Navigating Nigeria: Essential Tips for Business Travellers
With business travel to Nigeria on the increase, we’ve put together some advice and information to help you navigate Africa’s most populous country. We asked Angelique Buckley and Vashti Jacobs, two expert account managers from Flight Centre Business Travel, for their best Nigerian travel tips.
Fast facts first
- Nigeria is named after the Niger River
- Population: Approximately 180-million
- Major religions: Islam and Christianity
- Currency: Nigerian naira
- 1 Nigerian naira equals around R0.46
- Capital city: Abuja
- Flights: SAA flies directly to Lagos daily
- Official language: English
Nigeria is a complex, but fascinating and exhilarating country. While the capital is Abuja, the business hub is Lagos, a bustling, challenging city that sprawls inland from the Gulf of Guinea across Lagos Lagoon.
Nigeria is mainly a cash economy, although the use of credit and debit cards is increasing – especially in big cities. If you are going to use cash, be sure to take enough foreign currency to cover costs.
As in most places across the world, it is illegal to change money on the street. Traveller’s cheques are also difficult to cash.
Says Angelique: “Credit card fraud is common, so take care if using a card. If you do intend using a card, make sure you notify your bank and set a maximum limit on the card for use in Nigeria to limit the effects of possible fraud. Also, keep your card with you at all times.”
If you are looking for a direct flight, SAA has a daily flight from Johannesburg to Lagos. It does, however, arrive in the evening.
Depending on where you need to be in Nigeria, there are some excellent accommodation options to choose from, including the Southern Sun, Sheraton, Hilton and Nordic hotel groups, all of which have established relationships with Flight Centre Business Travel. Most of these hotels have business centres and complimentary internet access or Wi-Fi.
Safety and security
As with travel anywhere, you should always be aware of your surroundings. Opportunistic criminals often take advantage of people who aren’t paying attention.
If you are working in Nigeria, follow your employer’s local security guidelines. It is also advisable to keep others informed of your travel plans and to vary your routines. Having an experienced travel account manager from Flight Centre Business Travel will mean that your whereabouts and itinerary will always be known.
Avoid carrying large amounts of cash and don’t wear valuable watches, jewellery or items of sentimental value. Keep particularly alert when you visit crowded public places or attend events that attract large crowds.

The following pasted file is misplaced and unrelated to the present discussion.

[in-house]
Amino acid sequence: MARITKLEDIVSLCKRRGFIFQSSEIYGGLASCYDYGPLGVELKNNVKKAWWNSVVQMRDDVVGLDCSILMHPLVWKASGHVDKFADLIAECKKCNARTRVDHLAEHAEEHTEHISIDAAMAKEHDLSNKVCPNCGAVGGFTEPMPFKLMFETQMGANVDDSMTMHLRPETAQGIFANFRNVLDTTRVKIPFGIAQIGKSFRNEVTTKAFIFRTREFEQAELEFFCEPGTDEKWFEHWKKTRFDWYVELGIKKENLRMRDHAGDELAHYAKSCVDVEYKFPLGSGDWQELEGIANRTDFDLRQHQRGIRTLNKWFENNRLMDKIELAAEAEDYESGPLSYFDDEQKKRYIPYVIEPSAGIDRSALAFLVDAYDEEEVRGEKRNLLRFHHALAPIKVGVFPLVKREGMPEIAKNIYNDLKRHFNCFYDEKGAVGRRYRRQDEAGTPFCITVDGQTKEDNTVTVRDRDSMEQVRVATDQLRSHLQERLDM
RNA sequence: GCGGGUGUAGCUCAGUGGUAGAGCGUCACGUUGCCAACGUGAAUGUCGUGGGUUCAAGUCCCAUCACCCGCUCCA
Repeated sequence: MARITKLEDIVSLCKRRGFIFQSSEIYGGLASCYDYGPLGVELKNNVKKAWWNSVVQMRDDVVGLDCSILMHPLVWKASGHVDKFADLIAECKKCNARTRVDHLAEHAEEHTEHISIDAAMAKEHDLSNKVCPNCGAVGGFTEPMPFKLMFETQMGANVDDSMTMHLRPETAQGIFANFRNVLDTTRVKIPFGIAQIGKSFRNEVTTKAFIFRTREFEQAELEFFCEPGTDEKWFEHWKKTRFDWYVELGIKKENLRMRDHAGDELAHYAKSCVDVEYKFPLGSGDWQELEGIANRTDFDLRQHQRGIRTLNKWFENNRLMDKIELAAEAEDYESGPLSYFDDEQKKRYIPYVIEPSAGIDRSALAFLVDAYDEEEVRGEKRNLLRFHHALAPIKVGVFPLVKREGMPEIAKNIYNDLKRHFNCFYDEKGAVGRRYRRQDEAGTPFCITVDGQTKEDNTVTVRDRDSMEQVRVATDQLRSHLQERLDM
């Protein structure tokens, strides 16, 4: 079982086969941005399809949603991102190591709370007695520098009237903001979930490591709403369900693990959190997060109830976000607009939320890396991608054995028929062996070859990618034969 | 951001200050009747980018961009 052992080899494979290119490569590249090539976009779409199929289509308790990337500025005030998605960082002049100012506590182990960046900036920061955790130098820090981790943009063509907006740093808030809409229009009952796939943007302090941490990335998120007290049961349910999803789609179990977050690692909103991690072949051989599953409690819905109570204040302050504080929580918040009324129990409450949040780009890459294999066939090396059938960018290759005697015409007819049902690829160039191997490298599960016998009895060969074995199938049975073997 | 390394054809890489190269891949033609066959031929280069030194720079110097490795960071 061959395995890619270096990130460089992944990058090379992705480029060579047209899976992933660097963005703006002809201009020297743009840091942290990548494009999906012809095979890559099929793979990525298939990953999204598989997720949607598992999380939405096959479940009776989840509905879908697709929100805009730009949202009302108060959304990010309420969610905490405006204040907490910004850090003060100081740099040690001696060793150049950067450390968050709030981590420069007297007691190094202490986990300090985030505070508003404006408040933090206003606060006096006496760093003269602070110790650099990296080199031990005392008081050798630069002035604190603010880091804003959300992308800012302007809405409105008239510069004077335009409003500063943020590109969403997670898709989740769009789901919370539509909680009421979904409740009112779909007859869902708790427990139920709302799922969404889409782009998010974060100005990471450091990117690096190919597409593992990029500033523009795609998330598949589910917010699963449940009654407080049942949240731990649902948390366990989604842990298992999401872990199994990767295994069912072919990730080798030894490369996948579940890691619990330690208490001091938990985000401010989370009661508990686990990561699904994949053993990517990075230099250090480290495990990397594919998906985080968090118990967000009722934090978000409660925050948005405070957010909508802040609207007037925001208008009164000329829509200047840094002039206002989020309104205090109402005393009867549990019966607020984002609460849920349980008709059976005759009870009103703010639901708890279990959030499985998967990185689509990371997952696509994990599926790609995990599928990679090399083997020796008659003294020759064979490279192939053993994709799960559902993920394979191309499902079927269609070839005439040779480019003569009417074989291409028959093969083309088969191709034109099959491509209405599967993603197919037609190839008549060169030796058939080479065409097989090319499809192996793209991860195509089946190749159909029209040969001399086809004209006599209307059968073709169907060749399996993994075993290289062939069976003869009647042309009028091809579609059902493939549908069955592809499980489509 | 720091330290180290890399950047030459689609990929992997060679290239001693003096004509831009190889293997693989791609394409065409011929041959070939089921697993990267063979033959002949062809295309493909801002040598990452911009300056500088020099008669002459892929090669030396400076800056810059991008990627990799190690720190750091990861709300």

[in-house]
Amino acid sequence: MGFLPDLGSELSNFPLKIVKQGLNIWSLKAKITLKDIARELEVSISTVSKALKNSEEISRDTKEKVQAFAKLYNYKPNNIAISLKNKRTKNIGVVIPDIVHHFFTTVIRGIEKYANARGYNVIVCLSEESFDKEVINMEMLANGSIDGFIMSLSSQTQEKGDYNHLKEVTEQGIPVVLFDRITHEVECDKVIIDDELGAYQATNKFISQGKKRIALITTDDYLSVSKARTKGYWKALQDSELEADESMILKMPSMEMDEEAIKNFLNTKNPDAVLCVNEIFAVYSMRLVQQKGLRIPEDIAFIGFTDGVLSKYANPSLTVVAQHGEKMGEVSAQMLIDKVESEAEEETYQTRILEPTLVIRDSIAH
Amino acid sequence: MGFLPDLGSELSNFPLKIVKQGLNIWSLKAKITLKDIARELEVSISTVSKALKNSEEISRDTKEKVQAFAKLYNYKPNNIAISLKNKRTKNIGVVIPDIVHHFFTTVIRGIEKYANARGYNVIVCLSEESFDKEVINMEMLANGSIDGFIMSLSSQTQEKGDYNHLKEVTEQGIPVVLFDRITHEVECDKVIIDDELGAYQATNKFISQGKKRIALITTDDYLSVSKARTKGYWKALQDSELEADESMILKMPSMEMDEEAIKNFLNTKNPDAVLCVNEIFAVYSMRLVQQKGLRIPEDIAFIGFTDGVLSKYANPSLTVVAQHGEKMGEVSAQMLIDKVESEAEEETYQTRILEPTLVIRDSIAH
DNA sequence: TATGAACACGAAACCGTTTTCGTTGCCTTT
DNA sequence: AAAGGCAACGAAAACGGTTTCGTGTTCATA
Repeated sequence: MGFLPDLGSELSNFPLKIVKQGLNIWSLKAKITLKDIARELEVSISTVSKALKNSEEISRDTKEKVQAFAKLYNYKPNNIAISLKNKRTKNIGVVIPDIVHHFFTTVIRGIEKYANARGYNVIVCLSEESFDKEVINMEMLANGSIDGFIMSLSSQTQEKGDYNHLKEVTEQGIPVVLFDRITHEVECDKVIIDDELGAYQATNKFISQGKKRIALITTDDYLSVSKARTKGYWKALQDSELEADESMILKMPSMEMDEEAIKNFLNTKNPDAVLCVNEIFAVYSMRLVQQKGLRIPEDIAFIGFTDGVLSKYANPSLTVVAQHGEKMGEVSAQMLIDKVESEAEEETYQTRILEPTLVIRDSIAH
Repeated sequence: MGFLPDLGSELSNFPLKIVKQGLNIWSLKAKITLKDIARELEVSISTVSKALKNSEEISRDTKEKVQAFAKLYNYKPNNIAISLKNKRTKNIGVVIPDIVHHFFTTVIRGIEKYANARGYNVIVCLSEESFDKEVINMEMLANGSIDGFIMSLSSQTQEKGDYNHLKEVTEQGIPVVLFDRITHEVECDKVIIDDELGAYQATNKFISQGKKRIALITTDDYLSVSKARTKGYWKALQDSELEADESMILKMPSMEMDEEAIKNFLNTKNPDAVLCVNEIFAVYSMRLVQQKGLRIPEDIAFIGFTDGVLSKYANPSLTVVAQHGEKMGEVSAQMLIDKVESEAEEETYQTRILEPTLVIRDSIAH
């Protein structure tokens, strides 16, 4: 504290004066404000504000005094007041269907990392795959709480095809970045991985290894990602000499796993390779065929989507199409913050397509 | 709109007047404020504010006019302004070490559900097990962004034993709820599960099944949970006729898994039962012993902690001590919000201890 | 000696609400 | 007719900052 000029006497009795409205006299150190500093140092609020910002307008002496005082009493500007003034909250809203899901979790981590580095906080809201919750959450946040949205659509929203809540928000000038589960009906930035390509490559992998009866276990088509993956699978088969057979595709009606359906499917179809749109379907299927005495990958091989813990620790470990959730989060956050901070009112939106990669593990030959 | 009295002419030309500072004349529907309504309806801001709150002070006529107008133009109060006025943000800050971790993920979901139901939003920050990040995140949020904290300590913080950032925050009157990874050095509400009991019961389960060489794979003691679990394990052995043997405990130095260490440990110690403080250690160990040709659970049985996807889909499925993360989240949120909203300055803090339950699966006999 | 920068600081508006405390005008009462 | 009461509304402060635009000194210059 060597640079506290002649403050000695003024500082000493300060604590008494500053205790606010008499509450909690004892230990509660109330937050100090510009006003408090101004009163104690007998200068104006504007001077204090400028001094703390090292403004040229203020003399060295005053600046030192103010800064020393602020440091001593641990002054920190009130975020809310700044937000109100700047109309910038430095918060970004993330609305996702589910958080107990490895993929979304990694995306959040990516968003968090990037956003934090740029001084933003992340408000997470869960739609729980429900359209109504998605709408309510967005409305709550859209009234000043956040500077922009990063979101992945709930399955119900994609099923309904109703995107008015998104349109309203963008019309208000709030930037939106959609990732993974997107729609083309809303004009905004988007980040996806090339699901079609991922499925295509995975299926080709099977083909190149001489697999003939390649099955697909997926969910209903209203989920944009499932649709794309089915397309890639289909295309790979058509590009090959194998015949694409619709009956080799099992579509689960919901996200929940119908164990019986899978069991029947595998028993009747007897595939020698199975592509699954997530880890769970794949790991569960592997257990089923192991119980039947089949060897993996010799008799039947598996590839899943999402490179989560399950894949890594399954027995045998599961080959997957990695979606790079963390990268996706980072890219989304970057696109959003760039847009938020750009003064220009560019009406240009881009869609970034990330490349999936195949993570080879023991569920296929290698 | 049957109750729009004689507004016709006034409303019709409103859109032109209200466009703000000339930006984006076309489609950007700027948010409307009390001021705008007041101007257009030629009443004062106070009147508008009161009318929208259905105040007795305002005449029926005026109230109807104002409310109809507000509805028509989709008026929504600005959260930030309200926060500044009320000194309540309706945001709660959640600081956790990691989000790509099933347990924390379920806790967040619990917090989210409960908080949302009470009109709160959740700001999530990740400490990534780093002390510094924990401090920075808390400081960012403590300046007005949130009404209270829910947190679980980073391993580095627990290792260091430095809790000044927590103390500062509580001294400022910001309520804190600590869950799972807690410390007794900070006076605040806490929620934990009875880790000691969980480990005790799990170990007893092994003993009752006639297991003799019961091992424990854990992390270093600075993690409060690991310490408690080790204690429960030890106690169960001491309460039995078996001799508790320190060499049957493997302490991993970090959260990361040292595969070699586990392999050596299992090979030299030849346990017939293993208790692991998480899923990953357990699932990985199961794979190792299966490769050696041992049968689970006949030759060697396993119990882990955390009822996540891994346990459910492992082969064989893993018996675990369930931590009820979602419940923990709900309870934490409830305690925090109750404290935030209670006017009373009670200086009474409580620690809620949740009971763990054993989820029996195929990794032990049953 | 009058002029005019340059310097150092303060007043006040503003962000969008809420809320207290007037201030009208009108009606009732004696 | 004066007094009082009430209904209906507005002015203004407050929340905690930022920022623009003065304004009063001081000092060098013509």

Road travel at night should be avoided as far as possible. “Traffic can be chaotic and slow moving,” says Angelique. “Take a mobile telephone with you when travelling by car so that you can stay in touch with others. It’s also a good idea to keep bottled water in your vehicle at all times.”
Although self-drive is possible and permissible, Flight Centre Business Travel recommends you opt for a chauffeur drive, or hotel transfer or shuttle. The cities are known for being very busy and local knowledge can be invaluable. Most major hotels offer cars for hire with drivers – a convenient, cost-effective solution.
In Lagos, eating, smoking or using a mobile phone while driving, and riding a motorcycle without a helmet, are prohibited. Motorists face fines or imprisonment for violations.
There are authorised and unauthorised vehicle checkpoints throughout Nigeria. Some are for security checks, others to extort small payments of money. You should slow down at any type of checkpoint and be vigilant at all times.
“The most valuable advice I give my clients is that travel insurance is non-negotiable; I insist on it,” says Vashti.
Keep in mind that the insurance you automatically get when you buy flights using a credit card is not enough when it comes to travel to Nigeria. Flight Centre Business Travel recommends you opt for a comprehensive insurance policy through Travel Insurance Consultants (TIC), which includes provision for medical evacuation, terrorism-incident cover and pre-existing illness cover.
The cover that you get with TIC is more comprehensive and at a higher value than the insurance received through credit card purchases. For example, the medical-related expenses cover through most credit card providers is around R2-million, whereas it is R50-million with TIC.
TIC includes coverage for additional items relating to business travel, such as R10 000 to cover the cost of replacement personnel to be sent if a traveller cannot complete his or her business trip. The travel insurance through TIC, which Flight Centre Business Travel opts for, also provides coverage for missed connections, travel delays and instances in which visas are denied or travellers need legal assistance due to wrongful detention.
Getting a visa can be time consuming. Vashti works with Blade Express in Johannesburg to arrange visas for clients. Blade Express will submit visa applications on your behalf and drop them off once they are finalised. The process takes on average 14 working days. Flight Centre Business Travel also has working relationships with visa companies in other regions, so we can assist with your Nigerian visa applications anywhere in South Africa.
Angelique and Vashti, along with all our travel experts at Flight Centre Business Travel, have their fingers on Nigeria’s pulse and can plan and arrange your entire business trip, enabling you to focus on your business.